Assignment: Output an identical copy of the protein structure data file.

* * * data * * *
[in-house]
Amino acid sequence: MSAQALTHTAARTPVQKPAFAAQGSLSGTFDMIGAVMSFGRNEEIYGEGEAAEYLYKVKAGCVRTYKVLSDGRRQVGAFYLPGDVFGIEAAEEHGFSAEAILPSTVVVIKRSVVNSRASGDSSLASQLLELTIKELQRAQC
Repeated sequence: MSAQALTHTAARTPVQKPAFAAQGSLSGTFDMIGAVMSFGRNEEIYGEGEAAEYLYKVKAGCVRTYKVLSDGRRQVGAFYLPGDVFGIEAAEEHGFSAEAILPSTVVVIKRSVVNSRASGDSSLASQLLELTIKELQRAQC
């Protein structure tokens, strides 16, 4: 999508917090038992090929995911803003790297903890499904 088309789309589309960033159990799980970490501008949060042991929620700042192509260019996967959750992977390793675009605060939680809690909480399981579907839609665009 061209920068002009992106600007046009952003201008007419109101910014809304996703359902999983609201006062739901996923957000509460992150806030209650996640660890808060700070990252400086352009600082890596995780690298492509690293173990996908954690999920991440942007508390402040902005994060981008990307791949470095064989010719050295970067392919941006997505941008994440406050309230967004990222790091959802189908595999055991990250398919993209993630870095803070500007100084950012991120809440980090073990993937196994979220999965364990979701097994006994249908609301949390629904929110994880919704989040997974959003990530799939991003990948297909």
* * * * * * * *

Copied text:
[in-house]
Amino acid sequence: MSAQALTHTAARTPVQKPAFAAQGSLSGTFDMIGAVMSFGRNEEIYGEGEAAEYLYKVKAGCVRTYKVLSDGRRQVGAFYLPGDVFGIEAAEEHGFSAEAILPSTVVVIKRSVVNSRASGDSSLASQLLELTIKELQRAQC
Repeated sequence: MSAQALTHTAARTPVQKPAFAAQGSLSGTFDMIGAVMSFGRNEEIYGEGEAAEYLYKVKAGCVRTYKVLSDGRRQVGAFYLPGDVFGIEAAEEHGFSAEAILPSTVVVIKRSVVNSRASGDSSLASQLLELTIKELQRAQC
């Protein structure tokens, strides 16, 4: 999508917090038992090929995911803003790297903890499904 088309789309589309960033159990799980970490501008949060042991929620700042192509260019996967959750992977390793675009605060939680809690909480399981579907839609665009 061209920068002009992106600007046009952003201008007419109101910014809304996703359902999983609201006062739901996923957000509460992150806030209650996640660890808060700070990252400086352009600082890596995780690298492509690293173990996908954690999920991440942007508390402040902005994060981008990307791949470095064989010719050295970067392919941006997505941008994440406050309230967004990222790091959802189908595999055991990250398919993209993630870095803070500007100084950012991120809440980090073990993937196994979220999965364990979701097994006994249908609301949390629904929110994880919704989040997974959003990530799939991003990948297909």